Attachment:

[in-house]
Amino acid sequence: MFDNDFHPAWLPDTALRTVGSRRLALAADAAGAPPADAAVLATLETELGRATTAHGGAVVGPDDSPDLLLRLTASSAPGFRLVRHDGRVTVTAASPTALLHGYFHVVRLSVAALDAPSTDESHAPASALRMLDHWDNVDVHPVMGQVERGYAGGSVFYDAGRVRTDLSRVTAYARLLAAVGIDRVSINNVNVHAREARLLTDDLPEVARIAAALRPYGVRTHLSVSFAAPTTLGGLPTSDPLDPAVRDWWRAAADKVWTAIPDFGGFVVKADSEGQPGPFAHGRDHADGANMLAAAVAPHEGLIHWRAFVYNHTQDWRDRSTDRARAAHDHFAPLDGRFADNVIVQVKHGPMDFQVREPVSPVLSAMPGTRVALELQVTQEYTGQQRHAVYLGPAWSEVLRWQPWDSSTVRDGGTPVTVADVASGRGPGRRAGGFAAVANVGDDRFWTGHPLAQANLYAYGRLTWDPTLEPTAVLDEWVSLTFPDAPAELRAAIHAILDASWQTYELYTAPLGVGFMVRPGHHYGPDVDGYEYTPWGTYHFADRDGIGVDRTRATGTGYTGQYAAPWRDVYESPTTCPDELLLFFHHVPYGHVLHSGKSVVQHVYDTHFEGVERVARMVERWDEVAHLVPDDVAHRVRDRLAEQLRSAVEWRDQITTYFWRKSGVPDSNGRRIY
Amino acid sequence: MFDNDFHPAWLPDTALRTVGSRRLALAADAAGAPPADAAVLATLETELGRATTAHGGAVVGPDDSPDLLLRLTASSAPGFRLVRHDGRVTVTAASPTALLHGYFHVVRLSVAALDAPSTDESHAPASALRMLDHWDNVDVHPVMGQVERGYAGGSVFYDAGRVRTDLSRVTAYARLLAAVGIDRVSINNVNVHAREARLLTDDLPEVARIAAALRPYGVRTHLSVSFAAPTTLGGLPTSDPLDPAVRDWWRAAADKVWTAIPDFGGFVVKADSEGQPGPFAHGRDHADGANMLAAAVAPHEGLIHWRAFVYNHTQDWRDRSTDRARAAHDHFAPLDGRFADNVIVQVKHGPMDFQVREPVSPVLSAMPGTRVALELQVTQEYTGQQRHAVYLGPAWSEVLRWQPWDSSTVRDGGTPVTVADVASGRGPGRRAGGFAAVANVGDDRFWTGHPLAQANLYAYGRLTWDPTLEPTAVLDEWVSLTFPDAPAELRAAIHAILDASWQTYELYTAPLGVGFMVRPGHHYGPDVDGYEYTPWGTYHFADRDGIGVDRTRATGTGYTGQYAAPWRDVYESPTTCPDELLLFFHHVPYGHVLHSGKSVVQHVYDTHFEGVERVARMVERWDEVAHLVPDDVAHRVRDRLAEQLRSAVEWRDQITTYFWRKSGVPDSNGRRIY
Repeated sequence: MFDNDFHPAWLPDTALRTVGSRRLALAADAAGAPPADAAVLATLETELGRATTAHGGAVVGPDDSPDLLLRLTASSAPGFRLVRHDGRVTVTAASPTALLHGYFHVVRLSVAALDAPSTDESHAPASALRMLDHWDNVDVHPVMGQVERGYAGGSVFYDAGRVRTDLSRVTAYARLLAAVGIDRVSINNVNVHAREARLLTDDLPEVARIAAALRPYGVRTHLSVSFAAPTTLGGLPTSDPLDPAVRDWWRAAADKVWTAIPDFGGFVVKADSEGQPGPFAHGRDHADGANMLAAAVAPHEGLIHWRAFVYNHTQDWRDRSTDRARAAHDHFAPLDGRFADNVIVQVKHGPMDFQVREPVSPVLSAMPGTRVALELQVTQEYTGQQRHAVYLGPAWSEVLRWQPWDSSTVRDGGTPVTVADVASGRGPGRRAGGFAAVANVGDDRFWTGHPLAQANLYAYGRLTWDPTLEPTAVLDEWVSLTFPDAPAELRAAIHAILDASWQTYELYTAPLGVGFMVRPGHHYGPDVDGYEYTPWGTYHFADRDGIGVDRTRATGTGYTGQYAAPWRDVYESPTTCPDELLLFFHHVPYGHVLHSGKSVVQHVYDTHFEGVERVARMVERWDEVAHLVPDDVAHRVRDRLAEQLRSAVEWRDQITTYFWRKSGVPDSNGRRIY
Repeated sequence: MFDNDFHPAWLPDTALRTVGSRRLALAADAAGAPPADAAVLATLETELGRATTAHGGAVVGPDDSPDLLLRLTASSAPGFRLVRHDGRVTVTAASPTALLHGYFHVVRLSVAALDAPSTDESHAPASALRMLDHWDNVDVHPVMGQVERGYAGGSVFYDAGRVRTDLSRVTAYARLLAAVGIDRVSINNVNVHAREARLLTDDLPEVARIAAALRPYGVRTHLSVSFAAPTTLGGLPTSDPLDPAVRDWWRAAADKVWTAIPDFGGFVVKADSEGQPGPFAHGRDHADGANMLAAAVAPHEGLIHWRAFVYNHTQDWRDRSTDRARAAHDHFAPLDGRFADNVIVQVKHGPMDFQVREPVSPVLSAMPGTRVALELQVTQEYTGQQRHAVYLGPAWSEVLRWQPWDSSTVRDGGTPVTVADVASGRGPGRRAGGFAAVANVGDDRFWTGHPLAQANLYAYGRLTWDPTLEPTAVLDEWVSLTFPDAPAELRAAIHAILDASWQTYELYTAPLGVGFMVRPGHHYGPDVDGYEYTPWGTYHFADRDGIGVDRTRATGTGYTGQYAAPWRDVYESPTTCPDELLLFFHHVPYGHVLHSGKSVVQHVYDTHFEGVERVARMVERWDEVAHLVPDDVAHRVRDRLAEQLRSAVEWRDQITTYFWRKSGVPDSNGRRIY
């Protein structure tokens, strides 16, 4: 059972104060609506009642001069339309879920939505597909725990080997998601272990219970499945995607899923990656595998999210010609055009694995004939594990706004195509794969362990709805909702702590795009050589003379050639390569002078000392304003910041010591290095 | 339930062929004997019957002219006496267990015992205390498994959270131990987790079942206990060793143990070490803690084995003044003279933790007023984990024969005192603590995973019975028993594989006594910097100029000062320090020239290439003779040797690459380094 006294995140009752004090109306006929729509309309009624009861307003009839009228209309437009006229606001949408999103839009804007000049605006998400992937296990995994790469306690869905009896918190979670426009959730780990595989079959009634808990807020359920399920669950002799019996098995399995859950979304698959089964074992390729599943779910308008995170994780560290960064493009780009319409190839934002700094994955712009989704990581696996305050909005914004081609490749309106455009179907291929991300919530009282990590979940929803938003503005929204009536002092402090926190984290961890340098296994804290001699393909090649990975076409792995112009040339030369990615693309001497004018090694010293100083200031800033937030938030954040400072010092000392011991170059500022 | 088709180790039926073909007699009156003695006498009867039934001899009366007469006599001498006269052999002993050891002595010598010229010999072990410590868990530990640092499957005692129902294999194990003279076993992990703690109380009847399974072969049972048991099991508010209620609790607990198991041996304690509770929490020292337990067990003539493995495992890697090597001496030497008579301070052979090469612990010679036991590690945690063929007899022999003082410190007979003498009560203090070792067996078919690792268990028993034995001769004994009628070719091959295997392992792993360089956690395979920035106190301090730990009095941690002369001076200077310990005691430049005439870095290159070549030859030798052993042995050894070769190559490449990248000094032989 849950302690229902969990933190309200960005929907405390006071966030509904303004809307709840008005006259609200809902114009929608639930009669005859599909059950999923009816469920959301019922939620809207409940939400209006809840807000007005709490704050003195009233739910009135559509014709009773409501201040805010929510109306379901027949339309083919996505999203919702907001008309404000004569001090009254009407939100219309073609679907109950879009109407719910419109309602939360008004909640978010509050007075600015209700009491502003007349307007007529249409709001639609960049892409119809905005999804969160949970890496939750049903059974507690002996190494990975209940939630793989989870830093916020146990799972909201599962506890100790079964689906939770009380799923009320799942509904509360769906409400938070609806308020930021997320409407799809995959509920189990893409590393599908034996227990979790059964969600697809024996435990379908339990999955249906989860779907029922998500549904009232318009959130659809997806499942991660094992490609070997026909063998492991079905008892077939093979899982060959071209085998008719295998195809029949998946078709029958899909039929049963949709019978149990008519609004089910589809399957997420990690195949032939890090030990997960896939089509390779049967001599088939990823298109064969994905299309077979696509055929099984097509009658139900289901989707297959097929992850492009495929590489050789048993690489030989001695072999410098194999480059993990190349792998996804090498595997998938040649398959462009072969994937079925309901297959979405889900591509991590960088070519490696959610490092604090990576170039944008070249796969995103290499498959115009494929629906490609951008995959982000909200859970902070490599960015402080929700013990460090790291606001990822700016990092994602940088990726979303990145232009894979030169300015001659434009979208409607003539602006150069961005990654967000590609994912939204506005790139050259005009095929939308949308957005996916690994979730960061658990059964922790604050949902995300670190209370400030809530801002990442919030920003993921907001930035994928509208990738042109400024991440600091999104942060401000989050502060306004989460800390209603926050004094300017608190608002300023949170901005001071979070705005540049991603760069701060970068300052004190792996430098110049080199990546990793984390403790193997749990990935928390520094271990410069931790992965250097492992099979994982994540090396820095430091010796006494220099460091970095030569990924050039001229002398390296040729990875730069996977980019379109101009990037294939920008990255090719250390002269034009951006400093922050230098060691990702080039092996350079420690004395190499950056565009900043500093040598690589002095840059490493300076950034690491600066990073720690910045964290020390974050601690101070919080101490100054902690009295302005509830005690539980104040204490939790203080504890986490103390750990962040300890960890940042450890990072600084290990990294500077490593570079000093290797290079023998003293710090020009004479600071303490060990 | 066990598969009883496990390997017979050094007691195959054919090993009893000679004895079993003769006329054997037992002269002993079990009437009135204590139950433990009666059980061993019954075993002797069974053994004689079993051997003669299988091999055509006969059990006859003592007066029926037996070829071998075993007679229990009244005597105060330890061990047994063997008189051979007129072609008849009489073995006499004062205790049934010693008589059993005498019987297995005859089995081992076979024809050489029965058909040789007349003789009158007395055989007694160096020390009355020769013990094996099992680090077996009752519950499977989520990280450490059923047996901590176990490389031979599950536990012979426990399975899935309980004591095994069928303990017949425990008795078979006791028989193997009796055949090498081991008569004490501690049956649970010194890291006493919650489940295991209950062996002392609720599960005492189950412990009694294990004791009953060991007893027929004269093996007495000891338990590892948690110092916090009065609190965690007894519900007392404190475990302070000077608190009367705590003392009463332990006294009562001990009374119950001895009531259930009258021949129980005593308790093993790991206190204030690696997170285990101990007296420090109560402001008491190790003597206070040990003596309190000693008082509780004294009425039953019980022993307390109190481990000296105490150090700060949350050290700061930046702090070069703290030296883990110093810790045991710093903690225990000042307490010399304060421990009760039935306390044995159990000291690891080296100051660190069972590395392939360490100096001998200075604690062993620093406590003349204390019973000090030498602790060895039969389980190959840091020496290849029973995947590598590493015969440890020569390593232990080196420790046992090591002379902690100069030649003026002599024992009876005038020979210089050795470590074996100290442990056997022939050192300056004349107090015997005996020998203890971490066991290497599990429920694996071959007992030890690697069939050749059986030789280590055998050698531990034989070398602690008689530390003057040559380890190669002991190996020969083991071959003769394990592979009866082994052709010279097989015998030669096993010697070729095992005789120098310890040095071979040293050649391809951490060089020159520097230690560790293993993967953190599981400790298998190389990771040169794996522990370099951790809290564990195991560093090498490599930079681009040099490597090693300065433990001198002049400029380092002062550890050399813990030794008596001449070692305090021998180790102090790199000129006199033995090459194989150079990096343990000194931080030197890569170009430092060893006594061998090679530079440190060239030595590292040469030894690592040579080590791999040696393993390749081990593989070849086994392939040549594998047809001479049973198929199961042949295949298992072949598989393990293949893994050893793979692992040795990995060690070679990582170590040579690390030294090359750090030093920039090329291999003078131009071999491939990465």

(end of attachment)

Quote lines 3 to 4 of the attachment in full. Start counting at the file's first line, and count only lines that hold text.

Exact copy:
Amino acid sequence: MFDNDFHPAWLPDTALRTVGSRRLALAADAAGAPPADAAVLATLETELGRATTAHGGAVVGPDDSPDLLLRLTASSAPGFRLVRHDGRVTVTAASPTALLHGYFHVVRLSVAALDAPSTDESHAPASALRMLDHWDNVDVHPVMGQVERGYAGGSVFYDAGRVRTDLSRVTAYARLLAAVGIDRVSINNVNVHAREARLLTDDLPEVARIAAALRPYGVRTHLSVSFAAPTTLGGLPTSDPLDPAVRDWWRAAADKVWTAIPDFGGFVVKADSEGQPGPFAHGRDHADGANMLAAAVAPHEGLIHWRAFVYNHTQDWRDRSTDRARAAHDHFAPLDGRFADNVIVQVKHGPMDFQVREPVSPVLSAMPGTRVALELQVTQEYTGQQRHAVYLGPAWSEVLRWQPWDSSTVRDGGTPVTVADVASGRGPGRRAGGFAAVANVGDDRFWTGHPLAQANLYAYGRLTWDPTLEPTAVLDEWVSLTFPDAPAELRAAIHAILDASWQTYELYTAPLGVGFMVRPGHHYGPDVDGYEYTPWGTYHFADRDGIGVDRTRATGTGYTGQYAAPWRDVYESPTTCPDELLLFFHHVPYGHVLHSGKSVVQHVYDTHFEGVERVARMVERWDEVAHLVPDDVAHRVRDRLAEQLRSAVEWRDQITTYFWRKSGVPDSNGRRIY
Repeated sequence: MFDNDFHPAWLPDTALRTVGSRRLALAADAAGAPPADAAVLATLETELGRATTAHGGAVVGPDDSPDLLLRLTASSAPGFRLVRHDGRVTVTAASPTALLHGYFHVVRLSVAALDAPSTDESHAPASALRMLDHWDNVDVHPVMGQVERGYAGGSVFYDAGRVRTDLSRVTAYARLLAAVGIDRVSINNVNVHAREARLLTDDLPEVARIAAALRPYGVRTHLSVSFAAPTTLGGLPTSDPLDPAVRDWWRAAADKVWTAIPDFGGFVVKADSEGQPGPFAHGRDHADGANMLAAAVAPHEGLIHWRAFVYNHTQDWRDRSTDRARAAHDHFAPLDGRFADNVIVQVKHGPMDFQVREPVSPVLSAMPGTRVALELQVTQEYTGQQRHAVYLGPAWSEVLRWQPWDSSTVRDGGTPVTVADVASGRGPGRRAGGFAAVANVGDDRFWTGHPLAQANLYAYGRLTWDPTLEPTAVLDEWVSLTFPDAPAELRAAIHAILDASWQTYELYTAPLGVGFMVRPGHHYGPDVDGYEYTPWGTYHFADRDGIGVDRTRATGTGYTGQYAAPWRDVYESPTTCPDELLLFFHHVPYGHVLHSGKSVVQHVYDTHFEGVERVARMVERWDEVAHLVPDDVAHRVRDRLAEQLRSAVEWRDQITTYFWRKSGVPDSNGRRIY